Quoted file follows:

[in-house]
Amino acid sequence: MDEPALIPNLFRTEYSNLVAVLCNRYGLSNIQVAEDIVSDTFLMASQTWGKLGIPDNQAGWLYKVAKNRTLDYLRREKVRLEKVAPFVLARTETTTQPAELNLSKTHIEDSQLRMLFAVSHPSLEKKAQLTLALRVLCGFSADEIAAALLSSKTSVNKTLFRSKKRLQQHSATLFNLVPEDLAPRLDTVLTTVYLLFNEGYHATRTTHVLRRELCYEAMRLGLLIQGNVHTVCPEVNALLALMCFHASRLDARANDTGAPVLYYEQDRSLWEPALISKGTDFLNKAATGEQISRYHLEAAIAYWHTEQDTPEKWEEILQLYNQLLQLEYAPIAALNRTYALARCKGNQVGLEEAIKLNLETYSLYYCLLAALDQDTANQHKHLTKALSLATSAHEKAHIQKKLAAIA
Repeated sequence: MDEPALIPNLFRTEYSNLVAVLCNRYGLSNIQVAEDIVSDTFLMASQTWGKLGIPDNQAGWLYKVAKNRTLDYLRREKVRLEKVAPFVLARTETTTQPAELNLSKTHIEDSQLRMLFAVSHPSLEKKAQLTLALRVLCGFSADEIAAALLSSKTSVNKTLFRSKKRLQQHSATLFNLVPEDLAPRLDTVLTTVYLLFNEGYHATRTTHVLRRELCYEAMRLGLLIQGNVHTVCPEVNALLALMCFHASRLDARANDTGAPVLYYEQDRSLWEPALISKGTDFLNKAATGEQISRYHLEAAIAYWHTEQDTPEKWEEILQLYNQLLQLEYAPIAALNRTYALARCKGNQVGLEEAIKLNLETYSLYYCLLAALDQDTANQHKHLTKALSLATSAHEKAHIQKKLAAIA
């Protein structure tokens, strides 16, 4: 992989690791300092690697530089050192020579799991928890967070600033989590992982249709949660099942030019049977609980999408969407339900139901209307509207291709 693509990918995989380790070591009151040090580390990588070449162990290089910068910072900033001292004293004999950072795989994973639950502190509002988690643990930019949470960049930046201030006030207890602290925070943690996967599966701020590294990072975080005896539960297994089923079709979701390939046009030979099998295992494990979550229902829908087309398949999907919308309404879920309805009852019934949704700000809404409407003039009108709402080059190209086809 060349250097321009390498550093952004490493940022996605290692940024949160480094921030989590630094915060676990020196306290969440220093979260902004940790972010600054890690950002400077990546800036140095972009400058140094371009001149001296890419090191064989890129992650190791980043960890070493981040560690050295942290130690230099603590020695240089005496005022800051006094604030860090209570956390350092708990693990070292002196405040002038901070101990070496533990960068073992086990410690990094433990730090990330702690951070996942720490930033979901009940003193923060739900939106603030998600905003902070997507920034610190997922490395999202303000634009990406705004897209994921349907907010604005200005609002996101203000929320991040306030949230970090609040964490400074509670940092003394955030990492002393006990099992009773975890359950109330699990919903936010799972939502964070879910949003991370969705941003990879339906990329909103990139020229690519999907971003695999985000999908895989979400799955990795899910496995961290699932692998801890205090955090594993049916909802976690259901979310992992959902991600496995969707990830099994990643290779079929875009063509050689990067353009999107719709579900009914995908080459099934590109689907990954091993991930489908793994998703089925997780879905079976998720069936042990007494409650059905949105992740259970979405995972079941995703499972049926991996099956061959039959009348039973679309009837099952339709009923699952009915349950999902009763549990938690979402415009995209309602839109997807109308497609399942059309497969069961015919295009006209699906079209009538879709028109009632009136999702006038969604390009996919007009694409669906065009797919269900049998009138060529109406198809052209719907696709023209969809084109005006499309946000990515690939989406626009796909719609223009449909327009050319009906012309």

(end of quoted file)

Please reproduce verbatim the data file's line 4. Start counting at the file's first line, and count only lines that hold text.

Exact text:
């Protein structure tokens, strides 16, 4: 992989690791300092690697530089050192020579799991928890967070600033989590992982249709949660099942030019049977609980999408969407339900139901209307509207291709 693509990918995989380790070591009151040090580390990588070449162990290089910068910072900033001292004293004999950072795989994973639950502190509002988690643990930019949470960049930046201030006030207890602290925070943690996967599966701020590294990072975080005896539960297994089923079709979701390939046009030979099998295992494990979550229902829908087309398949999907919308309404879920309805009852019934949704700000809404409407003039009108709402080059190209086809 060349250097321009390498550093952004490493940022996605290692940024949160480094921030989590630094915060676990020196306290969440220093979260902004940790972010600054890690950002400077990546800036140095972009400058140094371009001149001296890419090191064989890129992650190791980043960890070493981040560690050295942290130690230099603590020695240089005496005022800051006094604030860090209570956390350092708990693990070292002196405040002038901070101990070496533990960068073992086990410690990094433990730090990330702690951070996942720490930033979901009940003193923060739900939106603030998600905003902070997507920034610190997922490395999202303000634009990406705004897209994921349907907010604005200005609002996101203000929320991040306030949230970090609040964490400074509670940092003394955030990492002393006990099992009773975890359950109330699990919903936010799972939502964070879910949003991370969705941003990879339906990329909103990139020229690519999907971003695999985000999908895989979400799955990795899910496995961290699932692998801890205090955090594993049916909802976690259901979310992992959902991600496995969707990830099994990643290779079929875009063509050689990067353009999107719709579900009914995908080459099934590109689907990954091993991930489908793994998703089925997780879905079976998720069936042990007494409650059905949105992740259970979405995972079941995703499972049926991996099956061959039959009348039973679309009837099952339709009923699952009915349950999902009763549990938690979402415009995209309602839109997807109308497609399942059309497969069961015919295009006209699906079209009538879709028109009632009136999702006038969604390009996919007009694409669906065009797919269900049998009138060529109406198809052209719907696709023209969809084109005006499309946000990515690939989406626009796909719609223009449909327009050319009906012309």